# Statistical analysis of mixture distribution - Smith A.F.M

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However, in the case of multiparameter finite mixture models, complications arise in applying recursions (6.4.1) or (6.4.5) in the computation and inversion of I(tf,*). Numerical integration is often necessary and the fact that we arc dealing with incomplete data will add to the complications. Suppose, with reference to

(6.4.1), that we write

k,=[«w>r

f

Then the following alternatives to V~ 1 suggest themselves as more easily calculated approximations.

(a) nl((f/'), where if/' is fixed at an initial parameter estimate, or is only updated infrequently, rather than at each iteration.

n

(b) ? J,{t/'*), where Jj( ) denotes the sample information matrix from the ith

i= i

observation.

(c) t W?)-

i= 1 n

Id) I

i= 1

Suggestion (a) corresponds to a familiar modification to the method of scoring for obtaining maximum likelihood estimates. Suggestion (b) is similar to Newton’s method for the same purpose. Suggestions (c) and (d) would be very useful in providing recursive calculation of {Vn If (c) is used, for example, we obtain

Vn-'=Vn\\ + /(*•). (6A6)

Recursion (6.4.1), with exactly this modification, was used by Walker and Duncan ( 1967) in the recursive estimation of parameters in a linear logistic model

for quantal response.

Theoretical and practical investigation of all these modifications would be of interest, but we shall just concentrate on the following modification of (6.4.1), which is suggested by considering the link between complete and incomplete data

problems:

= ft,+ [»',( fc)r‘s(wfc). n = 0-1.......... ,6A7)

where 1C(<J/) denotes the Fisher Information matrix corresponding to a

observation.

The modification of (6.4.7) analogous to (6.4.5) is given by

*.?, = + [(» +1 W?J]''«<*.? f " = 0''........ ,6A8’

Although such recursions do not lead to full asymptotic efficiency, it is pi s; ih't in some cases to guarantee ^»-consistency and asymptotic norma ity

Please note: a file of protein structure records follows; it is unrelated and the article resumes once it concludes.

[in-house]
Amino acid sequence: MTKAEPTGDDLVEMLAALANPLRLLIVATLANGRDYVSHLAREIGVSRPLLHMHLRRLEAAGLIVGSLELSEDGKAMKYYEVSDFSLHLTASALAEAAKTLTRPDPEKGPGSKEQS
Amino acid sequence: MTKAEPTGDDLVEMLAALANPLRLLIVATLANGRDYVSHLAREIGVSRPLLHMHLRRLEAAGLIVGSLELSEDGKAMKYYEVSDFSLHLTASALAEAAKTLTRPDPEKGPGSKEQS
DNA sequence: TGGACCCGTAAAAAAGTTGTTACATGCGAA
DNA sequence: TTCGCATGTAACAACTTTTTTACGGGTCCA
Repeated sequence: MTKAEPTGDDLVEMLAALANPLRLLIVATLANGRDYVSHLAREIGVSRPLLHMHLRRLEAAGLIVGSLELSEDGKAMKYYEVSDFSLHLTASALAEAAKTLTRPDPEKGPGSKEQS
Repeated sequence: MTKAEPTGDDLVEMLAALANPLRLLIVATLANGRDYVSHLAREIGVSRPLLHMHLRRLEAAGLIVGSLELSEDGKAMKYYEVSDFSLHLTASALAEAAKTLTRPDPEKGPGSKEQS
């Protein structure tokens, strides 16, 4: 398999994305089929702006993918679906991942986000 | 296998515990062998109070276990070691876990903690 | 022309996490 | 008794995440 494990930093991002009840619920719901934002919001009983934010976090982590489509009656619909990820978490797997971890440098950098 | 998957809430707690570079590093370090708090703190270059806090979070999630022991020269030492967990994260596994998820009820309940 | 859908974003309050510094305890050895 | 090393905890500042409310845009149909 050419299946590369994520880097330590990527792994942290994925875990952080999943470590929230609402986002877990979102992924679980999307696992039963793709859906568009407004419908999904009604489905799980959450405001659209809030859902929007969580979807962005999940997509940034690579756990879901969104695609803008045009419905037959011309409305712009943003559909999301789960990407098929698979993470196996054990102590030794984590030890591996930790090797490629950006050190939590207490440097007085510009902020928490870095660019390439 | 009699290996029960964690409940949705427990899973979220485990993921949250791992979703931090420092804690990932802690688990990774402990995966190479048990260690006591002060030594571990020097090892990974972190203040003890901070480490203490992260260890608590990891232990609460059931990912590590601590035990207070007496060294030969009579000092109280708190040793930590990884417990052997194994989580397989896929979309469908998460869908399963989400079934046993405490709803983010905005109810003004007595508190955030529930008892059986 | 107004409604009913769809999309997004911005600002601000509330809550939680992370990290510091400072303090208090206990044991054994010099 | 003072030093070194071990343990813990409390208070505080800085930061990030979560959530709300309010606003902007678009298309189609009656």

iQA Statistical analysis offinite mixture distributions

following theorem, stated in its univariate version, is taken from Sacks (1958) and Fabian (1968).

Theorem 6.4.1

Given conditions corresponding to those above and provided 2/(^0)/c(^0)“1 > l,

JV{0.7c(^o)-1 - 1]}

in distribution, as n-*oo.

As will become clear later, it does not always happen that 2I(t//0) > Ic(i//0).

Suppose

0<J!< 2Wo)/IM < 1

and we consider the recursion

.f + n -<1 ’ ¹2/<(.?„)-1 S(x„ , „ i?„), « = 0,1.... (6.4.9)

Then, according to Fabian (1968),

n'/2($„ - iAo) - N{0, /c(^0)~ 2/(«Ao)/[2/(«/'oUc('Ao)'1 - /*]}

in distribution, as n -*? oo.

Thus, provided there is some information in the incomplete data (/(tp0) > 0), a modified version of (6.4.7) leads to a consistent, asymptotically normal estimator.

Multidimensional versions of these results are, of course, required for many applications of interest, but details will not be given here: see Sacks (1958) and Fabian (1968).

The important practical advantage of recursions (6.4.7), (6.4.8), and (6.4.9) is that lc(ij/) will usually be much easier to evaluate and, in the case of an information matrix, much easier to invert than I(tJ/).

In the following, we derive versions of some of these recursions for two examples involving finite mixtures. We denote by xlt x2,... a sequence of incomplete observations and by yu y2,... corresponding ‘complete’ versions. Thus, given x, y belongs to a subset ^(x) of the overall sample space x and, if g(y\tj/) denotes the p.d.f. of y, then

g{y\'l')dy

4{x)

(see Dempster, Laird, and Rubin, 1977).

6.4.3 Illustrations of the general recursion

Example 6.4.1 Estimation of mixing weights

We consider first the case of a mixture of k known densities fj{’),j= 1 ,---,k:

Sequential problems and procedures 209

where the n1,...,nk are all non-zero probabilities. Then

S/x | n) = - A(x)]/p(x|/r), j = 1 k- 1,

Djr(x| it) = - [fj{x) -A(x)] [/r(x) -/*(x)]/[p(x|/r)]2,

j 1 , . . . , /c 1, r — 1 ft — 1,

and

/,>(*) =

[//*) -/*(*)] [/,(*)-AM]p(x |ff) 1 dx, j, r = 1 k - 1.

Verification of the regularity conditions is subsumed in Kazakos (1977) and Smith and Makov (1978).

For the special case of k = 2, with n, = tc, we obtain, for (6.4.1), as in Kazakos (1977),

7T*+l = 7T* + [n/(7r*)]“1[/1(Xn+1)-/2(Xn+1)]/p(Xn+||7T*), 71 = 1,2,...,

with /(71) =

We concentrate our discussion on the case k = 2. Here the incompleteness is caused by ignorance of the source of an observed x; is it component 1 or component 2? We may write

y = (x, z),

where zT = (1,0) or (0,1) according to the source. Thus

log0(y|7r) = ZTU(7r) + ZTv(7T)

where UT(7t) = [log 71, log (1 7r)]

and

vT(7r) = [log/!(x),log/2(x)].

Thus (cf. Section 3.2), /c(tt) = 1/tt(1 - n) and (6.4.7) becomes

7in+ ! = 7In + M_ 17Tn( l — 7tJ[/,(xn+1) -fl(xn+\)]IP(Xn + 1 1^")-

(6.4.10)

n T 1 n rp - ----

Asymptotically, if I(n) > \1M Theorem 6.4.1 holds. Otherwise, strong consistency can still be guaranteed (see Makov and Smith, *977, Smit an Makov, 1978) and recursions like (6.4.9) may also be used (cf. Section

Example 6.4.2 Mixture of two univariate normals Let

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